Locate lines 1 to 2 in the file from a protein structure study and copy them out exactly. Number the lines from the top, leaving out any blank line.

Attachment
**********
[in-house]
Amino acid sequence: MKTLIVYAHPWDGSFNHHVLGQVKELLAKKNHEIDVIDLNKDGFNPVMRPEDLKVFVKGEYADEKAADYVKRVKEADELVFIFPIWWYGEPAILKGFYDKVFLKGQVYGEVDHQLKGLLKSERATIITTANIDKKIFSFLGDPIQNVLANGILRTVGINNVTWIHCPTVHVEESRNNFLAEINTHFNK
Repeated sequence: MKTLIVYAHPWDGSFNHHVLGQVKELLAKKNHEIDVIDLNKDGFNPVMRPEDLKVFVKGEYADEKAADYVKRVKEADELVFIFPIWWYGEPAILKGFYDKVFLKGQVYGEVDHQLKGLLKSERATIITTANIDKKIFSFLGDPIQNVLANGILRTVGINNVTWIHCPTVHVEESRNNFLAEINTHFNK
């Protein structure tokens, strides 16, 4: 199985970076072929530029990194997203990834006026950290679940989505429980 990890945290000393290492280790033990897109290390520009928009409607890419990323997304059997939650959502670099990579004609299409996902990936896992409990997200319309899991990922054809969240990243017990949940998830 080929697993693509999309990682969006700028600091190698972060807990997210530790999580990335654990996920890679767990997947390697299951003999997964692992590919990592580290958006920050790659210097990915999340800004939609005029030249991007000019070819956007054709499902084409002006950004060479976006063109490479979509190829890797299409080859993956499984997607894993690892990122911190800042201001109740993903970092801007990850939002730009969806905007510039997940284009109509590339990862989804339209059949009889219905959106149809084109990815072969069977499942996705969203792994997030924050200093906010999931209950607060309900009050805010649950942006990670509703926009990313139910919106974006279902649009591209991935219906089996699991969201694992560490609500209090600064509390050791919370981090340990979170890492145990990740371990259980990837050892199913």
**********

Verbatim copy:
[in-house]
Amino acid sequence: MKTLIVYAHPWDGSFNHHVLGQVKELLAKKNHEIDVIDLNKDGFNPVMRPEDLKVFVKGEYADEKAADYVKRVKEADELVFIFPIWWYGEPAILKGFYDKVFLKGQVYGEVDHQLKGLLKSERATIITTANIDKKIFSFLGDPIQNVLANGILRTVGINNVTWIHCPTVHVEESRNNFLAEINTHFNK